The “divisiveness” regarding the Mass began with the Novus Ordo. It was untested. It let loose a host of innovations that are still going on despite not bearing much fruit. It has created almost an industry of vested interests from publishers and liturgists to lay “ministries” and clerical prestige.

The vaccine has done the same. It was not tested as other vaccines have been. We know it is not fool-proof and has shown harmful side effects in some. There are already calls for “updates” (i.e., “booster shots”); and I would be much mistaken if we don’t soon have more “necessary” vaccines for different strains of the virus. And when will the pandemic “end”? Already I can hear the slogan “one death is one too many.” Finally, it definitely has bred vested interests in already overly-powerful politicians and pharmaceutical companies as well as unelected bureaucrats and local school boards.  

There has also been much coercion and force in both instances. With the Novus Ordo, it was imposed on the laity by fiat. With few exceptions, it—with all its variations—has been kept there with the full force of the Church establishment. With the vaccine, the entire weight of federal, state, and local government, the military, schools, and most employers is pressing down. It seems to me unfair to call someone else “divisive” when the power and authority are all on your side. I also find it regrettable that some bishops, who bend over backwards with regards to “conscience” in other instances, are offering no help to their flock in this regard.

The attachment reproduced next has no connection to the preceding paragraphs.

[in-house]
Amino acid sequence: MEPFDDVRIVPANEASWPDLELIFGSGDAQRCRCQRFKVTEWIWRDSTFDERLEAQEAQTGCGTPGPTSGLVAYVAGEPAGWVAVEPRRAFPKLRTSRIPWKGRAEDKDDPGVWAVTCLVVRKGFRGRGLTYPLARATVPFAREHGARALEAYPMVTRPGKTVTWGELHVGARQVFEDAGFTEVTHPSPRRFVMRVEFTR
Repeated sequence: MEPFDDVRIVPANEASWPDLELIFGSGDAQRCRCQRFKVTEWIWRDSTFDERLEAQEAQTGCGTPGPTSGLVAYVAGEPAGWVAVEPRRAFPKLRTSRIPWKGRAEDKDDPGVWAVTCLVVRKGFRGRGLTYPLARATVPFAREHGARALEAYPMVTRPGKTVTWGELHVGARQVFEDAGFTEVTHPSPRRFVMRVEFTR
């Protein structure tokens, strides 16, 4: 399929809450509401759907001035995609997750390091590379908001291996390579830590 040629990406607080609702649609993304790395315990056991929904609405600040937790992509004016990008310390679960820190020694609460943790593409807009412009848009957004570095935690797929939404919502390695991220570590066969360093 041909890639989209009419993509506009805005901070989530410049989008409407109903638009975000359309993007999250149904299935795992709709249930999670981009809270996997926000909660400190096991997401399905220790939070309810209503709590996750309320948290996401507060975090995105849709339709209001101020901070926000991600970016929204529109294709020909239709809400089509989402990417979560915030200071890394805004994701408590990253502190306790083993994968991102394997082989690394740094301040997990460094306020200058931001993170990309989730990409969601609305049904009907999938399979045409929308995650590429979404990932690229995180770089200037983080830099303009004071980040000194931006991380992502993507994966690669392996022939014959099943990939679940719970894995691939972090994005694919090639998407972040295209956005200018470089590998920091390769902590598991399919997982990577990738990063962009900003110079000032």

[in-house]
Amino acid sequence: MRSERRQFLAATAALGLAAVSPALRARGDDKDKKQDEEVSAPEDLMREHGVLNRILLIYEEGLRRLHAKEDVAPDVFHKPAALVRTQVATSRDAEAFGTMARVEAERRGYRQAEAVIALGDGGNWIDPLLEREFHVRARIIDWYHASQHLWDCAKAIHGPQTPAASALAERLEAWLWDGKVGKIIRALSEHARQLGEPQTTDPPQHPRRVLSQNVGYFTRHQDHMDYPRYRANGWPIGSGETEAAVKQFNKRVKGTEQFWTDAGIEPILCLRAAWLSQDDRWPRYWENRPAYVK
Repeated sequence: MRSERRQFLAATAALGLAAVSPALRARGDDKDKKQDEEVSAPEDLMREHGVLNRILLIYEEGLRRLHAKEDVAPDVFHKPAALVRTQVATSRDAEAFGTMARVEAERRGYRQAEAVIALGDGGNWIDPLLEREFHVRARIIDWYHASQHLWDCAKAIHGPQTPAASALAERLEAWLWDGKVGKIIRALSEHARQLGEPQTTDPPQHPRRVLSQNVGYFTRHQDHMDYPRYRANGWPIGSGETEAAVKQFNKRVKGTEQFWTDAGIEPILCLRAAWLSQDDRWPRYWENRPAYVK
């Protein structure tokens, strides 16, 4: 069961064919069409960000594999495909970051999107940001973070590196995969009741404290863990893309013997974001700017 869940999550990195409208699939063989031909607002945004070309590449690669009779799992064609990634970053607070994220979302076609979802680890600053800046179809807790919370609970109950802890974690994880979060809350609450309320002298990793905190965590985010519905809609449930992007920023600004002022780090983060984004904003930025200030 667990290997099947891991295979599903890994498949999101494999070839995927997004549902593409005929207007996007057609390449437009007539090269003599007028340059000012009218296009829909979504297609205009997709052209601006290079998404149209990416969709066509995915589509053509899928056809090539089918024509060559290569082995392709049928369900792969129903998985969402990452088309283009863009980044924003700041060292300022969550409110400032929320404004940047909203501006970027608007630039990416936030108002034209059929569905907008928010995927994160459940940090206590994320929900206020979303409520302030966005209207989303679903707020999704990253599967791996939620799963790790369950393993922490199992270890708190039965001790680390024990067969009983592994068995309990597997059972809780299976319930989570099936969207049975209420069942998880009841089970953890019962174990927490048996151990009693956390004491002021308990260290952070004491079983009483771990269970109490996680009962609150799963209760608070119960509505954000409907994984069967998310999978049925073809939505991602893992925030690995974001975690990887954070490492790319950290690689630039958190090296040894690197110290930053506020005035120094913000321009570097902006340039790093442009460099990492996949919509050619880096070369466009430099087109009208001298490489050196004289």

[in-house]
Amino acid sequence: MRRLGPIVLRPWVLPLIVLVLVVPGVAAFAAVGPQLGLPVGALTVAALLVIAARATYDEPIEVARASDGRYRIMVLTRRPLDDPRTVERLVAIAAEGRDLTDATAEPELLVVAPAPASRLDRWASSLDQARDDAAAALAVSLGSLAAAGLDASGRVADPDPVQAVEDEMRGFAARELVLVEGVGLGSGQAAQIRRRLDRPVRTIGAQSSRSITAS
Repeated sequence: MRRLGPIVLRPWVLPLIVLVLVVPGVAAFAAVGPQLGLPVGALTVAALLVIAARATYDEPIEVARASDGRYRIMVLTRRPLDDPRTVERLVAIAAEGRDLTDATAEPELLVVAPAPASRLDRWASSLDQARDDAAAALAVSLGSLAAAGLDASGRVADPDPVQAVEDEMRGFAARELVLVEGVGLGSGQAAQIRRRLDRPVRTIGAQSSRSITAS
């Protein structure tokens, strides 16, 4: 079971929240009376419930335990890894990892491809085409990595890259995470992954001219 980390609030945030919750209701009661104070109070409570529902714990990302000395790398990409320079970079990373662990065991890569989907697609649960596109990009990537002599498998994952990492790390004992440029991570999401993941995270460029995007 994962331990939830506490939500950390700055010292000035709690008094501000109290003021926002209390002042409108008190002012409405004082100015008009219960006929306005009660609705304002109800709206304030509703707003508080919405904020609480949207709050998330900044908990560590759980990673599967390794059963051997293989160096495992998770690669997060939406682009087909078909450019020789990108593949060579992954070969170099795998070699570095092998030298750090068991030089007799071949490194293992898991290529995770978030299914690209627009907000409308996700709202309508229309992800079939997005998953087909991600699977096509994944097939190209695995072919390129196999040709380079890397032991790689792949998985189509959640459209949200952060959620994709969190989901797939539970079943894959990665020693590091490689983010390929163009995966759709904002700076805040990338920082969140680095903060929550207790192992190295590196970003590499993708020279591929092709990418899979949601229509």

I have to be clear here that I am NOT saying that those preferring the Novus Ordo or those electing to get vaccinated are “wrong” or “divisive.” If those are your choices, fine. I’m only asking that we be clear as to where the “divisiveness” is. I wouldn’t use that label myself, but I do ask that you think twice before calling someone else “divisive.”

[Image Credit: Shutterstock]

By

Robert B. Greving teaches Latin and English grammar at a Maryland high school. Mr. Greving served five years in the U.S. Army J.A.G. Corps following his graduation from the Dickinson School of Law.